Digital transformation is an unstoppable development with far-fetched ramifications across the several domains of technology, policies, economy, and society. India’s innate want to participate in it manifests in the Digital Dream, the intent of which is layered in the National Digital Communication Policy 2018. The dream is to “transform into a digitally connected society that enables seamless access to and use of information resources that help create a competitive, innovative and knowledge-based society”. Despite the veritable intent, there are challenges, the most crucial being defining a path to realize this dream by balancing the realities.
Beyond the requirements of the supporting ecosystem of power adequacy, interrupted internet with adequate speed, and device affordability, there exists the ability and willingness to use and adapt to the technology environment. Proceeding with digital transformation without ensuring the presence of these elements risks a digital divide and marginalization. It risks exclusion of group or groups of people from participating in the social, economic, political or cultural processes essential for social inclusion. This would be in direct contradiction to the spirit of the Indian Digital Dream shared above.
Despite overall improvements, issues about the inadequacy of the supporting ecosystem remain. According to the “Household Social Consumption: Education” survey by NSO (2017-18), only 4% of rural and 23% of urban households possessed computers. Just 24% of the households in the country had internet access, which drops to 15% for rural households. According to the 2019 TRAI report titled “Wireless Data Services in India,” less than 50% of the population has access to wireless data services. The current appreciation of digital literacy as shared under Pradhan Mantri Gramin Digital Shakshrata Mission appears limited to the operation of digital devices and the ability to browse the internet besides undertaking digital payments. However, under evolving realities, there is an urgent need to widen it to include awareness and inculcate an attitude to enhance the ability to understand and use information in multiple formats and from various sources. The requirement goes way beyond just the technical knowledge to operate devices properly. It highlights the need to elevate awareness and cognition that instill the ability and responsibility to interpret media and evaluate and apply new knowledge emanating from digital environments, necessitating the ability to communicate, participate and collaborate.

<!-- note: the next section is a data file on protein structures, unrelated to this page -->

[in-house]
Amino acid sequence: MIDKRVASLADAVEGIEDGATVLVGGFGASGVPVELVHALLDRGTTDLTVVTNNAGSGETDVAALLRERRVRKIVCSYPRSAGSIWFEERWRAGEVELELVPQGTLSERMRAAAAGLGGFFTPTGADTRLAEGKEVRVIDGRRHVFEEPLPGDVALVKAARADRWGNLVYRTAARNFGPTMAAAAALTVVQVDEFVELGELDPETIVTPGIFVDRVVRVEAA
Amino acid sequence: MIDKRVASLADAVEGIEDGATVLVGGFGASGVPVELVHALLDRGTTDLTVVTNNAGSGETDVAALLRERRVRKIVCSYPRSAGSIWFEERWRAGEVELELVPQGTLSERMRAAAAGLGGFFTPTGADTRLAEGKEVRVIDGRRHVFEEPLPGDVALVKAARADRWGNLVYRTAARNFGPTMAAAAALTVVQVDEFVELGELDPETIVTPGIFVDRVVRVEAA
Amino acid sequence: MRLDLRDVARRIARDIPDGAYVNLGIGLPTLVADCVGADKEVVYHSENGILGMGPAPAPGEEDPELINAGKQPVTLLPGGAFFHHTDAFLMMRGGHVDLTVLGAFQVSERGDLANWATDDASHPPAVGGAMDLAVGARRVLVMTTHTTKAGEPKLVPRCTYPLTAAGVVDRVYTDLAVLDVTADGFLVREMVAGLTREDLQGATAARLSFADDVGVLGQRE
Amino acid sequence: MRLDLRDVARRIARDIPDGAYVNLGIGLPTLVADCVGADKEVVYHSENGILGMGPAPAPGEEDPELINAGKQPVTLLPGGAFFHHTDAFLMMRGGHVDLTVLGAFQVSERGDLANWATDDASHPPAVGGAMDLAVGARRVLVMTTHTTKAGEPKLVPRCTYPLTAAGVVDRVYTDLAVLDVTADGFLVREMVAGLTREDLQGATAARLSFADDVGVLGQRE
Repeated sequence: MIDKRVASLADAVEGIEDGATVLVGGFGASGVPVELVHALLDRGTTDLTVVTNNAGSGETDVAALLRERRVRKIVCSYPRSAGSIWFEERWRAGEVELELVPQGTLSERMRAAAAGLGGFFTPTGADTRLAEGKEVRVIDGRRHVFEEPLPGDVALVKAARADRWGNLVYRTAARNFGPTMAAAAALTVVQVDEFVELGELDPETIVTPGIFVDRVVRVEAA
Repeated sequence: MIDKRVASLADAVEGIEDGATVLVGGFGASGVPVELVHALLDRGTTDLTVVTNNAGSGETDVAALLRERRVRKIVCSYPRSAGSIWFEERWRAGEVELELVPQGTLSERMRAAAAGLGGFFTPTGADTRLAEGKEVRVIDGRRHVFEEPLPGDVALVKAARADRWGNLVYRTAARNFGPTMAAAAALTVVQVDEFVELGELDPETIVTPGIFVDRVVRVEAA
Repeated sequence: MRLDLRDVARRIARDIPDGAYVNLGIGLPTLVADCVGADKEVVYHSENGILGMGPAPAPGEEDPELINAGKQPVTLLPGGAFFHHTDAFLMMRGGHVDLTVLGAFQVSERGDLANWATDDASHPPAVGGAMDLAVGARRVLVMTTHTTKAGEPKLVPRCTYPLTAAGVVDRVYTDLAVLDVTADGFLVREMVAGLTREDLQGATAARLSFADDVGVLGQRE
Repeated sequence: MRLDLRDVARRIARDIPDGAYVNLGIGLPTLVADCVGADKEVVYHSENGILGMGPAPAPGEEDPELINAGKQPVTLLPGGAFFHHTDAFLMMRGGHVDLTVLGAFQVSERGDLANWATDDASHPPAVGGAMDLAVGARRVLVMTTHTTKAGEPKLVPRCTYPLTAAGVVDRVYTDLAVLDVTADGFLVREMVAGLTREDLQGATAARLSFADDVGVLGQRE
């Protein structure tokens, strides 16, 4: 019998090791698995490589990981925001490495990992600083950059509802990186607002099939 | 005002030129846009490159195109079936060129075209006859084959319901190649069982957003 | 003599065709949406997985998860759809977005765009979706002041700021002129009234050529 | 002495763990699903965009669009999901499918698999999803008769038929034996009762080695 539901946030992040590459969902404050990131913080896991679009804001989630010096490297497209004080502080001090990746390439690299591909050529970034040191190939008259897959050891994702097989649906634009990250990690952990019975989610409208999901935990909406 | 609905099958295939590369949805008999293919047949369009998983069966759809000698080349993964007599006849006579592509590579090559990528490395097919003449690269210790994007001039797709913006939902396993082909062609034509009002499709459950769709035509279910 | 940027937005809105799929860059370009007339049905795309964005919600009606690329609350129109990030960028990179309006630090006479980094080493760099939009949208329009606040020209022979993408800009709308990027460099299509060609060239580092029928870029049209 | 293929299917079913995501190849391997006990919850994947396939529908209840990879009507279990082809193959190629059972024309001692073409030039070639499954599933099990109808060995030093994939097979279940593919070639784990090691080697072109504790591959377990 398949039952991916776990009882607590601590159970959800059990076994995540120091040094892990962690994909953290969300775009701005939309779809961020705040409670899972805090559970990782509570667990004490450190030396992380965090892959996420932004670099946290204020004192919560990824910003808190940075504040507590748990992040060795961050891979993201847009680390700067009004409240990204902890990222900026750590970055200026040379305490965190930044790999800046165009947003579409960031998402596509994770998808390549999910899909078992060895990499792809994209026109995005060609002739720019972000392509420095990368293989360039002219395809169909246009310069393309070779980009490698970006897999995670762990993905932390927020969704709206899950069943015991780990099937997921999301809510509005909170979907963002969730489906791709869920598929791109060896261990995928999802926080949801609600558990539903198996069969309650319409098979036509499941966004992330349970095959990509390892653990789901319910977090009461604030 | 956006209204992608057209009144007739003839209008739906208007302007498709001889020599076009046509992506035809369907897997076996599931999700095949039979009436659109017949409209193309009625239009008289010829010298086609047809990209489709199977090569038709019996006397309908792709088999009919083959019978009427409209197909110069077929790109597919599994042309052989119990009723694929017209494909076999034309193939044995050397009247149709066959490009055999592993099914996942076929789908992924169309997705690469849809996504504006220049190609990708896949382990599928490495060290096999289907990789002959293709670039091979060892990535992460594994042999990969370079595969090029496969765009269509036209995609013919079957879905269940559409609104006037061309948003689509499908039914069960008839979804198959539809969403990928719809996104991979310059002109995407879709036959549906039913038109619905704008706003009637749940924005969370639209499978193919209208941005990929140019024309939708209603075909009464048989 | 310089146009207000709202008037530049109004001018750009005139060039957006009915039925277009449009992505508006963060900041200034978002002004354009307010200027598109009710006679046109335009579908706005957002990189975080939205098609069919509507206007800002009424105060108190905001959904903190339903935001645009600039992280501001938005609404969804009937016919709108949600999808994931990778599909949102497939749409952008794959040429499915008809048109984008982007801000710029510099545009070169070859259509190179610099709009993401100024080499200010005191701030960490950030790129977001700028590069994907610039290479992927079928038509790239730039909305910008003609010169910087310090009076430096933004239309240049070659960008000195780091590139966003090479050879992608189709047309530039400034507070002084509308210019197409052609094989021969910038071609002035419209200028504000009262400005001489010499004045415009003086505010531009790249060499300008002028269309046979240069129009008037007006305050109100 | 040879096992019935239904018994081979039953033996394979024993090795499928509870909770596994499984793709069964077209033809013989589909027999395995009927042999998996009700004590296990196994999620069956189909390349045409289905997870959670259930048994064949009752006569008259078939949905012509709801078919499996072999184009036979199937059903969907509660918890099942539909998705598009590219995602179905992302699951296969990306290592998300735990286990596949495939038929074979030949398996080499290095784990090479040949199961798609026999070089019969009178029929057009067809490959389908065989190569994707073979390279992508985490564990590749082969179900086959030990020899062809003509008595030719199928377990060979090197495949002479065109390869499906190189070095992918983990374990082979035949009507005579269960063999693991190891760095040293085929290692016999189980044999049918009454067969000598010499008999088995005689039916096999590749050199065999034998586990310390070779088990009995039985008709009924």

Limitations in digital literacy, especially in terms of the notion highlighted above, can result in several inconveniences, one of the most prominent ones being increased exposure to cybercrimes. According to the 2021 Internet Crime Report by the Federal Bureau of Investigations, India ranked fourth among top 20 international victim nations after US, UK and Canada, way ahead of the peer group nations like Brazil, China, and Argentina. Prevalence of such instances can inhibit technology adoption in the absence of clearly defined, easily understandable, implementable policies supported by the governance structure in the country.
Besides, policies must be vigilant in balancing the multifaceted relationship between technology and inequality. While it is true that technologies help accelerate economic growth, there is a need to ensure that the benefits get distributed equitably, which need not be an automatic outcome.
Technology adoption while sustaining competitiveness can significantly impact the composition and nature of jobs and relative wages and income. In reality, technology and automation are gradually replacing repetitive manual and routine tasks known as middle-skill jobs, i.e. occupations whose wages place them in the middle of the wage distribution like those for drivers, cashiers, secretaries etc. Simultaneously technology adoption can facilitate a rising share of high-skilled jobs as well. This can exacerbate wage, and income equality, wherein high-skilled workers, witness higher wages and income. In contrast, the low-skilled workers languish, competing with the displaced middle-skilled workers. Different estimates of the share of such jobs at risk due to technology and automation are especially high in developing countries, as shared in UN World Social Report 2020. For India, estimates of shares of jobs at risk of being lost to automation due to technology usage are more than 50 per cent. Hence it is necessary to promote cooperation across and within countries to exploit technology dividends. Internationally, United Nations Technology Mechanism and United Nations technology banks for LDCs are a step in the right direction. Besides any other form of inducements for bilateral and multilateral cooperation mechanisms, must enjoy some policy priority. Within the country, an active framework for reskilling displaced workers and support for transition to new jobs could enhance technology adoption besides those designed toward taming economic rents.
However, the principal amongst them is to develop a policy mindset geared toward promoting inclusive technologies and innovations that can disseminate technology dividends across the broader range of economic agents in society. More so as we step towards being the most populous nation in the world in 2023, according to the UN report on World Population and Prospects 2022. It is strictly up to us how we want to reap demographic dividends by ushering in more inclusive technologies and innovations.
The author is Professor Economics, Environment & Policy Area, IMT Ghaziabad.